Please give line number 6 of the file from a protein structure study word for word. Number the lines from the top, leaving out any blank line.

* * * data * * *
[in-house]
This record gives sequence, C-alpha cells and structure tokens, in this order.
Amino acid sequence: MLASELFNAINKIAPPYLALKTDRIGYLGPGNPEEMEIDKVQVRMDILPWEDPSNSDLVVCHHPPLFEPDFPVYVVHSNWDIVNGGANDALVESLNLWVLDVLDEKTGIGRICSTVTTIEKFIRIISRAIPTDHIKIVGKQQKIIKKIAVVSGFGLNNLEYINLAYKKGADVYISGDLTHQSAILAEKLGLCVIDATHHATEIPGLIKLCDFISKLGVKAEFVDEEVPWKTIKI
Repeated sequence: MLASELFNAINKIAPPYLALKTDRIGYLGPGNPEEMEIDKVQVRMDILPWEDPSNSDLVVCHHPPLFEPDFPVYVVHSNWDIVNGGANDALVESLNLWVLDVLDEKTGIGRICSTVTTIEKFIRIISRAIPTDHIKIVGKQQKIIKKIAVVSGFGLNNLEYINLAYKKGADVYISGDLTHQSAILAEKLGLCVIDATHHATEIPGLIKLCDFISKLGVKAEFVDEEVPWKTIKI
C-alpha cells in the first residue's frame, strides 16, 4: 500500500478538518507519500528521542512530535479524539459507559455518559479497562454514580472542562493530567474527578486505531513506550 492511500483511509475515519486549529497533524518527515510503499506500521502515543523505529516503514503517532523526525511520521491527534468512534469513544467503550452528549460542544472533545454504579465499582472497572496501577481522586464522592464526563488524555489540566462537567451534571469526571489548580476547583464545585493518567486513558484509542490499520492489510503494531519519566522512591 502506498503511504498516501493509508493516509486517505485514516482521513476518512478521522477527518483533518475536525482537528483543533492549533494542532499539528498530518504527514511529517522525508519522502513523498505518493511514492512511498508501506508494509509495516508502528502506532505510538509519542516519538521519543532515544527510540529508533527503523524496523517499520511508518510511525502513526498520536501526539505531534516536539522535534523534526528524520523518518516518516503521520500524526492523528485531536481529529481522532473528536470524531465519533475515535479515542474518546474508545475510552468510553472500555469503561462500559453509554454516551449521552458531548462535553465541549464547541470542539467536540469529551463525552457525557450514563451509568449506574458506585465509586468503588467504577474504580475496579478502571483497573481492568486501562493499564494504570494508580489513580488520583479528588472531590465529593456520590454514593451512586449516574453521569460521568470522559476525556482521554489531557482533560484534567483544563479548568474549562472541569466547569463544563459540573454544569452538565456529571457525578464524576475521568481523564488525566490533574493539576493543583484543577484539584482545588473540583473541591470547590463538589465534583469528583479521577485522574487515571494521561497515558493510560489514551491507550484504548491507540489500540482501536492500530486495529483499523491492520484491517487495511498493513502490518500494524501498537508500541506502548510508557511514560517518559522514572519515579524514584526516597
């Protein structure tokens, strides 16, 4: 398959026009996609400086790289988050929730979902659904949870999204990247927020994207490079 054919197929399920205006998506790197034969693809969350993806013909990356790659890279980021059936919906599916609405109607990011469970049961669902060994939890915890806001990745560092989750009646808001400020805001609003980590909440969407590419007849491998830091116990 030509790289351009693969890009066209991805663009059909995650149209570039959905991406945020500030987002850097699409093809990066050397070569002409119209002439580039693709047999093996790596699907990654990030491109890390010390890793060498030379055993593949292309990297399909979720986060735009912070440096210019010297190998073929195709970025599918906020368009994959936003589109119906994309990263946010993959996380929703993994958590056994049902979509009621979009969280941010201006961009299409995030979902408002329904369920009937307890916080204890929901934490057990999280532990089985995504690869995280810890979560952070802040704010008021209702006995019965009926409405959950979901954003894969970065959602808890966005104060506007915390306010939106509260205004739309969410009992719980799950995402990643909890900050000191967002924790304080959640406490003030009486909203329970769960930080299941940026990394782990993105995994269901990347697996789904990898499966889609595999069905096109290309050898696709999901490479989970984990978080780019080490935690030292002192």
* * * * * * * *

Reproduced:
């Protein structure tokens, strides 16, 4: 398959026009996609400086790289988050929730979902659904949870999204990247927020994207490079 054919197929399920205006998506790197034969693809969350993806013909990356790659890279980021059936919906599916609405109607990011469970049961669902060994939890915890806001990745560092989750009646808001400020805001609003980590909440969407590419007849491998830091116990 030509790289351009693969890009066209991805663009059909995650149209570039959905991406945020500030987002850097699409093809990066050397070569002409119209002439580039693709047999093996790596699907990654990030491109890390010390890793060498030379055993593949292309990297399909979720986060735009912070440096210019010297190998073929195709970025599918906020368009994959936003589109119906994309990263946010993959996380929703993994958590056994049902979509009621979009969280941010201006961009299409995030979902408002329904369920009937307890916080204890929901934490057990999280532990089985995504690869995280810890979560952070802040704010008021209702006995019965009926409405959950979901954003894969970065959602808890966005104060506007915390306010939106509260205004739309969410009992719980799950995402990643909890900050000191967002924790304080959640406490003030009486909203329970769960930080299941940026990394782990993105995994269901990347697996789904990898499966889609595999069905096109290309050898696709999901490479989970984990978080780019080490935690030292002192």